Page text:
But the second game, about 20 minutes later, did not go nearly so well. After the first round, I had but $600, while Jim had $2,700 and Robin, $2,900, after I got the last question of the round incorrectly. I got only 2 right in the Double JEOPARDY! section, both films of the ’40s. I just couldn’t get in. After a while I started to root for Jim to stay close to Robin; the score at the end of the Double JEOPARDY! round was $2200 for me $5500 for Jim, $9200 for Robin.

I have virtually zero chances of winning. But I get Final JEOPARDY! right, they don’t, I end up in second place, which was a trip to Barbados, which I eventually used on my honeymoon with Carol. Then I sit in the audience, watch a third show, and am melancholy I think I would have done well with those questions.

The seven weeks between the taping and the airing of the show are the worst, with people prodding me for the results. The day before the show aired, I called Amy Roeder, and commiserated together.

I watched the show in my church’s parlor with about 50 other people. It was slightly mortifying.

Every day for the next 35 days, and indeed for most days for the next six months, someone who was a total stranger would recognize me and congratulate me. Just when I think it was dying off, a new wave of folks would remind me they saw my appearance. I was fascinated that when I was in San Diego in September of 1999, 10 months after the show aired, some women from DC recognized me.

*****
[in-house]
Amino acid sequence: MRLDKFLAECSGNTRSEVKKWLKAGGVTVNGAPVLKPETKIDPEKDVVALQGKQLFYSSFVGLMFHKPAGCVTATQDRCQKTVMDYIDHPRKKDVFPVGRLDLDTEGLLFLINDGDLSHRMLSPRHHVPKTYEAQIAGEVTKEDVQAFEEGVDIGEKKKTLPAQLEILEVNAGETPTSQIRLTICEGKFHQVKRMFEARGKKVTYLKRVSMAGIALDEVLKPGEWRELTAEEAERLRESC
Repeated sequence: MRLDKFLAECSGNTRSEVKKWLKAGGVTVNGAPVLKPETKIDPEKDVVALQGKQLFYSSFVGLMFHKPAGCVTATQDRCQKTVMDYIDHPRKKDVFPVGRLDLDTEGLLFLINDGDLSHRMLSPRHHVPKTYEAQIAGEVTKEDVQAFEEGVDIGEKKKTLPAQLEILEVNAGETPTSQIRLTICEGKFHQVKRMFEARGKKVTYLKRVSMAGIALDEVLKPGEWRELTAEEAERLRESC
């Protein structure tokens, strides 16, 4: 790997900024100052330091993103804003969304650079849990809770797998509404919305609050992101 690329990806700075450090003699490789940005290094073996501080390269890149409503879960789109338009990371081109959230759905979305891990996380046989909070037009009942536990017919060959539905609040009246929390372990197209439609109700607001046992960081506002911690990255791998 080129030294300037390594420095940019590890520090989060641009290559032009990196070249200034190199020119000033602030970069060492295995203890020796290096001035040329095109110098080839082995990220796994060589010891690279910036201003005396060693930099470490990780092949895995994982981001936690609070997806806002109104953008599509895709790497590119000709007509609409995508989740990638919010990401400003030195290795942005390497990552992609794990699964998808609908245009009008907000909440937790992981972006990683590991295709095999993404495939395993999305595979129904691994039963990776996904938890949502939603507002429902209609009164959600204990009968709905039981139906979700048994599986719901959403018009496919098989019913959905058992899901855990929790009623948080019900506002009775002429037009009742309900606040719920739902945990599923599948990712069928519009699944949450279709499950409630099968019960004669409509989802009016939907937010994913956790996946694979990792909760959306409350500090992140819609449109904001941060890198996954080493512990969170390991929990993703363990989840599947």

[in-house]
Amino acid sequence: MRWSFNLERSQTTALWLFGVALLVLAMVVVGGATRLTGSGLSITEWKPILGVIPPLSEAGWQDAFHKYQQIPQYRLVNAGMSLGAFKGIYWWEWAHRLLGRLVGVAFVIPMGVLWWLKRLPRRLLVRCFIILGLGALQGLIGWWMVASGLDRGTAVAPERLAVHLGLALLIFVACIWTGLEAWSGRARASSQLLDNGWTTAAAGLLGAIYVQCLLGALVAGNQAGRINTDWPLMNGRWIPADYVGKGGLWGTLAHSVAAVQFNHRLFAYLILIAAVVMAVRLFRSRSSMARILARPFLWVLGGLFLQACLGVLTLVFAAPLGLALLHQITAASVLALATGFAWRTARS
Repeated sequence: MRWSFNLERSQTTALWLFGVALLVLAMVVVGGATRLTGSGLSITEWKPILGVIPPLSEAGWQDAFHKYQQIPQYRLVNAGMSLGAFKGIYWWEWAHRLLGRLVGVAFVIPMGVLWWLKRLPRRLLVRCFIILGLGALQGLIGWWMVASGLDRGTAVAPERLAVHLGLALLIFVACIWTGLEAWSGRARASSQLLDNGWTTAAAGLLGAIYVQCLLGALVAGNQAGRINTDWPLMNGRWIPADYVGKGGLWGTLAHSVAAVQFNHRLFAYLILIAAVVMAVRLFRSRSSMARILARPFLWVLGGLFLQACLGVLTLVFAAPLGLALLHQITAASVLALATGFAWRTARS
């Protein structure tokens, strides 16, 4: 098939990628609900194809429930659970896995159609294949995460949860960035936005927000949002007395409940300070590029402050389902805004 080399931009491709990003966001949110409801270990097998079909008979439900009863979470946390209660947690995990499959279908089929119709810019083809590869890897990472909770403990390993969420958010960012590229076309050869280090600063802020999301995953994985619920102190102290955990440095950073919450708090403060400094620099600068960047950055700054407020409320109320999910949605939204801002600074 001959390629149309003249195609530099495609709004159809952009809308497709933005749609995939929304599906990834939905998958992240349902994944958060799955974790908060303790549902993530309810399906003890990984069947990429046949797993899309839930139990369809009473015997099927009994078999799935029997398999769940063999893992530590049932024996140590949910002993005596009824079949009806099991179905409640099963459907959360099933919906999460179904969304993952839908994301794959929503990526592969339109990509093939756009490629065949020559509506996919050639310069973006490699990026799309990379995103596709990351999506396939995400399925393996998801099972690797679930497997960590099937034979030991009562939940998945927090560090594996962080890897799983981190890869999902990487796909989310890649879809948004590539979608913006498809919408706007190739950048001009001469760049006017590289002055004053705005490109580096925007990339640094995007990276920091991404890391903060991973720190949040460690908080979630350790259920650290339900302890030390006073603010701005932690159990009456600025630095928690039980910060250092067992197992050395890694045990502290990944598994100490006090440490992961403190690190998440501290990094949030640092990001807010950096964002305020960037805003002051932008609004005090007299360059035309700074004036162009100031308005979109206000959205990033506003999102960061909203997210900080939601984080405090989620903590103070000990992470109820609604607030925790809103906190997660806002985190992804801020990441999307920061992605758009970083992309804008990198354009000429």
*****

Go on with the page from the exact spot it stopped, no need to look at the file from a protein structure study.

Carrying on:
Winning on JEOPARDY! means that people think I’m intelligent. I’m probably no smarter than I was before, but I am perceived as such.

As recently as August 2013, people in my office have introduced me to other people as “our JEOPARDY! champion.”

I’m still in touch with Amy Roeder; check out her blog. Still use the lap blanket I got as a consolation prize.

All in all, it was a great experience. I’m still talking about it in no small part because someone will introduce me to another, saying, “”Oh, Roger won on JEOPARDY!” and the second person will say, “Tell me about it.” So I do, here.

30 Day Challenge: Day 26-A Picture From One Of The Greatest Days Of Your Life

I wrote about my JEOPARDY! experience extensively, starting my first month of blogging; in fact, writing about the daughter and writing about JEOPARDY! were the only purported reasons I even started the blog.

Hey, nothing in the instructions said it had to be a picture of me!

Above is a picture of Alex Trebek, host of a game show called High Rollers, which I would occasionally watch 30+ years ago. But more to the point, he has been the host of the game show JEOPARDY! since 1984.